I don't have an iPhone, so I can't vouch for how good this app is, but since James Spann (the man who guided Alabama and the world through the horrible tornado outbreak a few weeks ago) is advertising it, it must be a good program.
It's usually $9.99 from the iTunes App store, but tomorrow (Thursday May 19) only it's completely free. The program uses your current location (no matter where you are in the US) and will automatically notify you if you're under a severe thunderstorm/tornado warning. This could be an incredibly valuable tool for anyone who travels or lives in areas vulnerable to severe weather, which is pretty much everywhere nowadays.
Keep Friends and Family Safe
Not only can iMapWeather Radio follow your current location, but it lets you save an additional 5 stationary locations. That means you can make sure friends and family, at school, out of state, at a ballgame, etc. are safe as well..
The app is designed to conserve your battery even though it uses GPS to give you alerts for your current location. We can't give away our secret sauce, just know we are careful to lijmit the GPS usage and we are dynamically able to reduce the usage to help extend battery life.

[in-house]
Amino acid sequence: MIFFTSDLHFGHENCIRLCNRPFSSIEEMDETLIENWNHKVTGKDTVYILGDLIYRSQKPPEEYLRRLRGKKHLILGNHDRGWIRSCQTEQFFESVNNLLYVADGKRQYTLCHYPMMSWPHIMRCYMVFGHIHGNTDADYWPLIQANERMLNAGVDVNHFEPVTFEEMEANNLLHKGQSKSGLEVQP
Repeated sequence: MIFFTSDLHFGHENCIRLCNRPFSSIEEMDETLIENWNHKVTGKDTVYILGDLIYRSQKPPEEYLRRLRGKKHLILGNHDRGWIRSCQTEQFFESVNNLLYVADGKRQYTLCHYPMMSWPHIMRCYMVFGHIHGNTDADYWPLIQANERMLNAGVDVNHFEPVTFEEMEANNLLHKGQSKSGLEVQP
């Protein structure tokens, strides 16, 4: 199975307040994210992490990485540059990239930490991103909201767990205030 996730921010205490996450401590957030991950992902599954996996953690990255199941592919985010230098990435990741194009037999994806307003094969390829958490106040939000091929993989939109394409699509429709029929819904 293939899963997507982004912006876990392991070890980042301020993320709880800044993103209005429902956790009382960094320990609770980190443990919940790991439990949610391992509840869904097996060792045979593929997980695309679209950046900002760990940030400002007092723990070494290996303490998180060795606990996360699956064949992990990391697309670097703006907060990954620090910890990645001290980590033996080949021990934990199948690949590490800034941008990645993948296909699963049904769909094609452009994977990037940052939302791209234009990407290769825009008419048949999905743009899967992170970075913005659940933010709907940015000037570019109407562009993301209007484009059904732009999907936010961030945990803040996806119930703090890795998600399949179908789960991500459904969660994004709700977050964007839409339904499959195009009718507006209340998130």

In markets where local media partners participate, you can get streaming video of severe weather coverage.
If you have an iPhone, I highly suggest you download this app and let us know how it works. It seems like a really good idea.
If you're lame like me and you don't have an iPhone, after the jump are some ways you can keep yourself alert with severe weather:
-Sign up for emergency text alerts from a local TV station. Here are some services for major TV markets around the country. If a TV station near you isn't listed, let me know. All text/email services are free unless otherwise specified.
Birmingham, AL (PAY SERVICE)
Birmingham, AL (FREE SERVICE)
All of Alabama
Great Lakes/Tennessee Valley/Upper Midwest
Green Bay, WI
Fort Wayne, IN
South Bend, IN
St. Louis, MO
Midwest & Eastern Rockies
These are just some ways of staying ahead of severe weather. If you're technology-challenged or don't have a texting plan, there are some other ways to stay warned of severe weather:
- Pay attention to the National Weather Service, The Weather Channel or local news.
- Seek shelter if the skies look threatening.
- Listen for the tornado sirens if your county has the right mind to install them.
Long story short...download the app, sign up for a free text service, get a weather radio, do something to keep you and those you love safe from severe weather.
Updated by weatherdude at Wed May 18, 2011 at 04:13 PM EDT
http://emergencyemail.org/ (0+ / 0-)
Is another great source to sign up for emergency alerts. The alerts cover not just weather, but other issues, as well.